SCHARP Blog

What's going on with Scotland's eroding coastal heritage

Wemyss Caves 4D continues…

The Wemyss Caves are once again at the centre of a digital whirlwind. Thanks to funding from Fife Council, Historic Scotland and the Heritage Lottery Fund, teams from the York Archaeological Trust, (YAT), SCAPE, and the Save the Wemyss Ancient Caves Society (SWACS) are together again for the roll out of the award winning Wemyss Caves 4D project.

Fielwork coincided with the solar eclipse in March. Here, the moment of maximum eclipse captured with students from Dunfermline College in front of the  Doo Cave

Fieldwork coincided with the solar eclipse in March. Here, the moment of maximum eclipse is captured with students from Dunfermline College in front of the Doo Cave

Marcus and Rachael of YAT, laser-scanned and photographed the entire length of coastline from the Court Cave at East Wemyss to the Gasworks Cave halfway to Buckhaven. On the way, they digitally recorded the interior of every cave and MacDuff’s Castle in incredible detail.

The process of laser scanning captured in this spooky image taken in the dark cave space of the Well Cave

The process of laser scanning captured in this spooky image taken in the dark cave space of the Well Cave

Edward Martin took low level aerial photography of the coastal strip with a camera mounted on a hexacopter. These images will be draped onto the scan mesh to create a very realistic and beautifully textured model.

Tools for the digital archaeologist

Tools for the digital archaeologist

When the data is processed, for the first time we will be able to ‘see through’ the coast edge in 3D to look at how each cave is carved into the sandstone cliff. How far underground do they penetrate? What thickness of ground separates the base of MacDuff’s Castle from the roof of the Well Cave?

The first draft of the 3D model of the entire coast edge from Court Cave to the Gasworks. Created from the scan data and Eddies aerial photographs.

The first draft of the 3D model of the entire coast edge from Court Cave to the Gasworks. Created from the scan data and Eddie’s aerial photographs.

This information will be incredibly useful for understanding in detail the whole geographical context of the historic carvings and in helping to get to grips with potential long-term natural risks to the caves caused by slope and structural failure.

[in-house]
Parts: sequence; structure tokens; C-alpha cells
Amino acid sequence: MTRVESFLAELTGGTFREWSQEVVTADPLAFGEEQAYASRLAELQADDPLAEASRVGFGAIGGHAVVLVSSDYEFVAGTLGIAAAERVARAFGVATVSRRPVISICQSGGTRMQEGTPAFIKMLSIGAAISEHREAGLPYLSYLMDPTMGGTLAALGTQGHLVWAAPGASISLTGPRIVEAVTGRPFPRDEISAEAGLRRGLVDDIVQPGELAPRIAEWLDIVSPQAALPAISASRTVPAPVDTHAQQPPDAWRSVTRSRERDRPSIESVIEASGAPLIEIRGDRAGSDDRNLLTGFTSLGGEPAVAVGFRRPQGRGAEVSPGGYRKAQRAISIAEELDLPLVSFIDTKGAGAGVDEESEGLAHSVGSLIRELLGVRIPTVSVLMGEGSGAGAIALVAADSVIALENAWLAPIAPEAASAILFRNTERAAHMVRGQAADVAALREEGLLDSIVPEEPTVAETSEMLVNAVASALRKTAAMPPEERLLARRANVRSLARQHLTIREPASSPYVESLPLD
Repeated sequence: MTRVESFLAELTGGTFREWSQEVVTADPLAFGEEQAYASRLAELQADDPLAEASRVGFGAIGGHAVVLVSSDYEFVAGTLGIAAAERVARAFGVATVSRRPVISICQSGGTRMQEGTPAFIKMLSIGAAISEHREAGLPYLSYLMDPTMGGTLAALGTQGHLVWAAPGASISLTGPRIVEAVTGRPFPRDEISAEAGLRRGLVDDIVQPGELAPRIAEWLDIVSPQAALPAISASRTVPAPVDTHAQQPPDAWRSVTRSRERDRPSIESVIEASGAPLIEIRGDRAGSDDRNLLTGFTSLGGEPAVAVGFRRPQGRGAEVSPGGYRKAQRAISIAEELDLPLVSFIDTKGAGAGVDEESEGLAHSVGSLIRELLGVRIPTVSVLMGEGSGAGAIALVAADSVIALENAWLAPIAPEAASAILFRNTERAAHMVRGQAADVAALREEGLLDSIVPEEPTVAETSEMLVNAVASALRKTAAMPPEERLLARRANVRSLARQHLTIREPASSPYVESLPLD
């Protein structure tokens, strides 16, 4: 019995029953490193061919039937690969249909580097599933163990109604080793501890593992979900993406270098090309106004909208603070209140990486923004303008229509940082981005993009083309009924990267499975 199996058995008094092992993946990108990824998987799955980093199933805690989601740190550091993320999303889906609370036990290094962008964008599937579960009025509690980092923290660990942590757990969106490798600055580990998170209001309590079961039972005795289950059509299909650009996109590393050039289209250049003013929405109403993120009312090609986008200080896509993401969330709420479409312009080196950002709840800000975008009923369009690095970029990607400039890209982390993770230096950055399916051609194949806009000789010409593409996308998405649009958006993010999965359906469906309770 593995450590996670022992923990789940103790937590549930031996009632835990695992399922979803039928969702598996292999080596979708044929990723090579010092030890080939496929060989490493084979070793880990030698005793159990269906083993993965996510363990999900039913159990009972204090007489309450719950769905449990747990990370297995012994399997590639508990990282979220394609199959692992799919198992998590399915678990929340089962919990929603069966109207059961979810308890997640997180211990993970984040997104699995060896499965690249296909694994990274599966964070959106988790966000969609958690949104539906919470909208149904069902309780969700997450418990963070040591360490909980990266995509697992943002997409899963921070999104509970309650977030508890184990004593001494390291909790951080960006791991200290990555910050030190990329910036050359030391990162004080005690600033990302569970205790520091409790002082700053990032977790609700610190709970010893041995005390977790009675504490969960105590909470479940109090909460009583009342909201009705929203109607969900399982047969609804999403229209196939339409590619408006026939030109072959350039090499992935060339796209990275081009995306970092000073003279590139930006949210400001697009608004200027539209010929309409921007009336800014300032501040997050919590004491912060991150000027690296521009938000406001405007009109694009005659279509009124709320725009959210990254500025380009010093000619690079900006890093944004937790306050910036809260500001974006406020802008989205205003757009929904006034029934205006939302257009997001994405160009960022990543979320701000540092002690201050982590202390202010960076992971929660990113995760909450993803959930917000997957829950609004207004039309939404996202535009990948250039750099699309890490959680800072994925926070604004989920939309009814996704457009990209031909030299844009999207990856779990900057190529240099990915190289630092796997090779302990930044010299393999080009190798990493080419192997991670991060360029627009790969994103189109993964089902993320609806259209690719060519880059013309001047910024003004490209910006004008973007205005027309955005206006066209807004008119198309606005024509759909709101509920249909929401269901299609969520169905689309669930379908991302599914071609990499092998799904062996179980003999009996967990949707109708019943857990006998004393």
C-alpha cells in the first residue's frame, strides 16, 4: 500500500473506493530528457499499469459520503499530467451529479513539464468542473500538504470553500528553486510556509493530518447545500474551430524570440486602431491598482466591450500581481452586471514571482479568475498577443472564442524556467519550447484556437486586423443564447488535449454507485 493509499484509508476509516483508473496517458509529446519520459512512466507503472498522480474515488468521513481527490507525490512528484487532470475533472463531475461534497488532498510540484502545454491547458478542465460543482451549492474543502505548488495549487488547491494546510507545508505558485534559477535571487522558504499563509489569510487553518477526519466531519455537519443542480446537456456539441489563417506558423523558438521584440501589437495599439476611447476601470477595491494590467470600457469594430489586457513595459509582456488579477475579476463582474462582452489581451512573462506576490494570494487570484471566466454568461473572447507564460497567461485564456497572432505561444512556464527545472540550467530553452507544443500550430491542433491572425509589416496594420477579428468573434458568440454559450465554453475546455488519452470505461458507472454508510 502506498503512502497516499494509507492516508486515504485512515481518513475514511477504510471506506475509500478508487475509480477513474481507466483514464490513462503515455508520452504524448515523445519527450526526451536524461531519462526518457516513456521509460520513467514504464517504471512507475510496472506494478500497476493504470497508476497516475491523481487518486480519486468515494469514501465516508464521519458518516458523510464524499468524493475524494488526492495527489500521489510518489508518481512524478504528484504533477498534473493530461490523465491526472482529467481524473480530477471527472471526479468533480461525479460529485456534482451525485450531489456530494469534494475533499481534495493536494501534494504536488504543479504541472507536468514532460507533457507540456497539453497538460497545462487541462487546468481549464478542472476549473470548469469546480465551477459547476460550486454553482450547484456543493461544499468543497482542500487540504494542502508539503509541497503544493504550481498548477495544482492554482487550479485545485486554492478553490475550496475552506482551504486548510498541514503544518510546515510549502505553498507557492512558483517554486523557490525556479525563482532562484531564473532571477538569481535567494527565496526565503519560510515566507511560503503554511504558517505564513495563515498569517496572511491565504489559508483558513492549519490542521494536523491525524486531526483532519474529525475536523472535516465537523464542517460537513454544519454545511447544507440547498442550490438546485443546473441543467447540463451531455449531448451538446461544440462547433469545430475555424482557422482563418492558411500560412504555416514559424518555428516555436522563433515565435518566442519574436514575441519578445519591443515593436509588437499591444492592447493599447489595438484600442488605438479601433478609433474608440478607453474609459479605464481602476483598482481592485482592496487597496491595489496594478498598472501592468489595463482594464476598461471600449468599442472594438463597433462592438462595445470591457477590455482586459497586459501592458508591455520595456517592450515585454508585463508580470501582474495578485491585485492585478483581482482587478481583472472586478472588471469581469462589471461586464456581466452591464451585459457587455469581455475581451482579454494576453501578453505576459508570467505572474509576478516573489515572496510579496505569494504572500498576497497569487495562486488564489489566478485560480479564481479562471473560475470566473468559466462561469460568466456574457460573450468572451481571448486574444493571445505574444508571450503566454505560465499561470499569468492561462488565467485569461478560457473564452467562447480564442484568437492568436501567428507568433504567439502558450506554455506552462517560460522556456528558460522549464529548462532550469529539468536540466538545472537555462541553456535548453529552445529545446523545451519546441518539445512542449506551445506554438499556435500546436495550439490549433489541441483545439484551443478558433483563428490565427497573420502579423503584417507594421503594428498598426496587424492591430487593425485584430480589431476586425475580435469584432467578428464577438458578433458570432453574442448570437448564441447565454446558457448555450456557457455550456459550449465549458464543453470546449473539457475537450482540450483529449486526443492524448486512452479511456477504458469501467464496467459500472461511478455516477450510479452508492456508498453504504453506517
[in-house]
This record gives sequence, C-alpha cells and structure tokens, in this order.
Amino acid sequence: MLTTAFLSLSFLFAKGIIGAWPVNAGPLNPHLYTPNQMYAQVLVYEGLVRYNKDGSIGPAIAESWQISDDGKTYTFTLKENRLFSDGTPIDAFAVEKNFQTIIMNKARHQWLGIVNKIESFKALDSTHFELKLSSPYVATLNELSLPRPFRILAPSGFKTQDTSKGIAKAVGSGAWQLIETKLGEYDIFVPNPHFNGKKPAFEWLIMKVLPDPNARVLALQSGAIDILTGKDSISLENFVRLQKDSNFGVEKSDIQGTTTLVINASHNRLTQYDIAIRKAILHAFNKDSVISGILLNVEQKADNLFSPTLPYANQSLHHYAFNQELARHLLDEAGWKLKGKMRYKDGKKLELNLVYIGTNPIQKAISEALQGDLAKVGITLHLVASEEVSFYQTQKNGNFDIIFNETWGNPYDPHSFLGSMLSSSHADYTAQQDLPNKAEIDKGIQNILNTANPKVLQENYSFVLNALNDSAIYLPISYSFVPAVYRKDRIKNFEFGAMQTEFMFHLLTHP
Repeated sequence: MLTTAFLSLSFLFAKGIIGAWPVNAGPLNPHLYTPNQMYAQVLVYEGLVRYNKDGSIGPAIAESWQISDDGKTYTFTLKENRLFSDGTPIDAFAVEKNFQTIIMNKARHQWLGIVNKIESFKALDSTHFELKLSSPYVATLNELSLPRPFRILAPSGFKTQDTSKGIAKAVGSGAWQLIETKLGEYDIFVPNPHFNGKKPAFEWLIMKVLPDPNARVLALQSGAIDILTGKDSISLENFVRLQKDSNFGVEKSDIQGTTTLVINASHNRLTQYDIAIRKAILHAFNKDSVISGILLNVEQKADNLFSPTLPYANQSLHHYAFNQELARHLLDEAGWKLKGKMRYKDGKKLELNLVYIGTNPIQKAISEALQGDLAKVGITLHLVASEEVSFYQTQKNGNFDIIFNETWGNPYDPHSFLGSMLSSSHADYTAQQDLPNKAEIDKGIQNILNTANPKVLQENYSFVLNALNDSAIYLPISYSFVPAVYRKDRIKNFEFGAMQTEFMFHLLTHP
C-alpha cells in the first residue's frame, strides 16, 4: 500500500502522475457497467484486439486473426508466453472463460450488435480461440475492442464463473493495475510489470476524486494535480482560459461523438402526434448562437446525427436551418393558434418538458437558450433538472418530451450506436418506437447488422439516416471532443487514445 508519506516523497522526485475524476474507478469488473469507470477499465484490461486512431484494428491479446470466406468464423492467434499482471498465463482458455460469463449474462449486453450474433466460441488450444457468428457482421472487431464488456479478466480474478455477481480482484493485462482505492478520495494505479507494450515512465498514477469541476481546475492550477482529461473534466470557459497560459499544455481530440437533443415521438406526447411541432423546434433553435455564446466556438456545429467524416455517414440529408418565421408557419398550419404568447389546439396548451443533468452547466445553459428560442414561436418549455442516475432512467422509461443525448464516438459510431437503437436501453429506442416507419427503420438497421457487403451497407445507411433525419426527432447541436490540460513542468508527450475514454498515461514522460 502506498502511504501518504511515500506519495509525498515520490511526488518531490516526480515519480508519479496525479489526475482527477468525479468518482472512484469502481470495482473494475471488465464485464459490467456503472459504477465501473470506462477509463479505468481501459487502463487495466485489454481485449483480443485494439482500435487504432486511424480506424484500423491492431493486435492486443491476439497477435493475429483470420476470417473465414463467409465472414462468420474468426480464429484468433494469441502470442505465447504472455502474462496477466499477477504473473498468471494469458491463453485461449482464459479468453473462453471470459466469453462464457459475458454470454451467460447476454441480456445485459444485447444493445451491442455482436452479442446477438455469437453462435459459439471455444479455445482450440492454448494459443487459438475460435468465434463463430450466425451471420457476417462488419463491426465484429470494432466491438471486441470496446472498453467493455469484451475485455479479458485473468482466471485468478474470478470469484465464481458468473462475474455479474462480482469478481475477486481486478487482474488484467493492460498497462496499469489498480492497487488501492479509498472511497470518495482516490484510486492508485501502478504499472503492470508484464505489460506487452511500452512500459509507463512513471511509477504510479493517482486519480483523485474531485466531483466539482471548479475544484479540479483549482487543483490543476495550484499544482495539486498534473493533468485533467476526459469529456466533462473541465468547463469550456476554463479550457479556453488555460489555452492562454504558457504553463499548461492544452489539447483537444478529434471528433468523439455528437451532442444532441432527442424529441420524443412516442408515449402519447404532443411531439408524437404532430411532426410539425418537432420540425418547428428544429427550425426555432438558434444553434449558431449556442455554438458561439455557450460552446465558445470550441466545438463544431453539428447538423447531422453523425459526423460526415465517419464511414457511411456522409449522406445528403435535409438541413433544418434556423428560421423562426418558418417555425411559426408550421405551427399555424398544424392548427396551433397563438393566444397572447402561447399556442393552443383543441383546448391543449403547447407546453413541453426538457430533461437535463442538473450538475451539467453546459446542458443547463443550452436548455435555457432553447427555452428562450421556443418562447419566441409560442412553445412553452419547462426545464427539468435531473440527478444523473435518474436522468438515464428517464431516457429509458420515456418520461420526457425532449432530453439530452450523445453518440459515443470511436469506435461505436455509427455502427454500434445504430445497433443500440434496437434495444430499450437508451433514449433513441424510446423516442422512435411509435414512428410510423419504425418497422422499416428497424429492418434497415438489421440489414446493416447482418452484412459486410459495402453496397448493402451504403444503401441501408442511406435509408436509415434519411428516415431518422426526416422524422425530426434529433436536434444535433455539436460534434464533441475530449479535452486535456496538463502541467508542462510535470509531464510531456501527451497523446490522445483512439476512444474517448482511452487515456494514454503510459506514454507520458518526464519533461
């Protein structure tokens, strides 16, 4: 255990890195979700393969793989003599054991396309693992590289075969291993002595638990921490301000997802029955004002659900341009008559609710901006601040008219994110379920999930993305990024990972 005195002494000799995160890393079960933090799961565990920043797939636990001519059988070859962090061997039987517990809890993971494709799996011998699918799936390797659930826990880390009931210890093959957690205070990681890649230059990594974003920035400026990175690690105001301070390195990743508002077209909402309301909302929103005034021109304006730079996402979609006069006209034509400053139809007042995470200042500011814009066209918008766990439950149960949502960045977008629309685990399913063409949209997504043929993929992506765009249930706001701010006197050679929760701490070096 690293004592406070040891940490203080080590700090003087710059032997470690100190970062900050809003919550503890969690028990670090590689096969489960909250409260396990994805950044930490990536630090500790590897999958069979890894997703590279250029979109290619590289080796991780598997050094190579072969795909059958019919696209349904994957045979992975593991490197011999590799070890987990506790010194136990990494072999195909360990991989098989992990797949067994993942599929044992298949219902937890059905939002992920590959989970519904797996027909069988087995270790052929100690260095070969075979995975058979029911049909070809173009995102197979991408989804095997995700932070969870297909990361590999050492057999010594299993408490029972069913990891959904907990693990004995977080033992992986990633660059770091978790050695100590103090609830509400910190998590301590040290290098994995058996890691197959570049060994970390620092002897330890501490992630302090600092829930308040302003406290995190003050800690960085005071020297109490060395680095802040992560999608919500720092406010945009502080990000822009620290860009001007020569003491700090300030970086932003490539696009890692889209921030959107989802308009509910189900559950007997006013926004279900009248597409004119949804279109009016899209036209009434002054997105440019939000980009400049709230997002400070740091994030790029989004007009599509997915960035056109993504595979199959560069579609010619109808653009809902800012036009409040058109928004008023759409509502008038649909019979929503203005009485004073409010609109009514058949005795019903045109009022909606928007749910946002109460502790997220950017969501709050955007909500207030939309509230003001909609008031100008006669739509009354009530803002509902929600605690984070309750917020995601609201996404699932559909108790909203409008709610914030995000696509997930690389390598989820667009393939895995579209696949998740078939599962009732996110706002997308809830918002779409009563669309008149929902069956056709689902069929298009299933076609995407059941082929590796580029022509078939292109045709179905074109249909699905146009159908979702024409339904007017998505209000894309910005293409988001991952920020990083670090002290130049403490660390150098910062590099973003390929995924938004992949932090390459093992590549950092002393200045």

A mesh created from a point cloud of the Court Cave passage, looking towards the sea. Can you see the figure knowm as Thor with his symbol in the foreground towards the top right of the passsageway wall?

A mesh created from a point cloud of the Court Cave passage, looking towards the sea. Can you see the figure known as Thor with his symbol in the foreground towards the top right of the passsageway wall?

This year, the fieldwork was not a sole YAT affair. Using SWACS own equipment, volunteers carried out all the RTI photography and processing of carvings in Court Cave.

The dance of RTI

The dance of RTI

This technique allows you to shine a virtual torch across a subject and see details not visible to the naked eye alone. For the Wemyss Caves carvings, it is the perfect technique to add a rich layer of interactive visual information to the sophisticated 3D models created using lasers. If you’ve forgotten how all this works – look back to our Wemyss Caves blog from December 2013.

Bird figure captured on camera screen being RTI'd

Bird figure captured on camera screen being RTI’d

The fieldwork is the just the start. Building on the 4D Wemyss pilot website created for Jonathan’s Cave, all of the Wemyss Caves will be digitally recreated for you to explore in a virtual space.

Go to the Wemyss Caves 4D website to see what's been done already

Go to the Wemyss Caves 4D website to see what’s been done already

Being digital – it is endlessly malleable. We can re-create the caves as they were 1500 years ago when the Picts inscribed their symbols on the cave walls. We can listen in to miners playing pitch and toss in the Court Cave, and be spooked by the story of the White Lady who haunts it. We can look into the future when sea level rise and continued erosion means that the sea will finally reclaim its caves. Marcus and colleagues will be spending the next few months engaged in the painstaking business of processing the data and building the website, with plenty of input from the East Wemyss community into the time-slices represented and stories that will be told. We are really excited to be another step forward in bringing these unique and valued caves to a worldwide audience.

Young visitors gone to Court Cave to catch up with RTI progress

Young visitors gone to Court Cave to catch up with RTI progress

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One comment on “Wemyss Caves 4D continues…

  1. Pingback: Pictish carvings at the Wemyss Caves « Senchus

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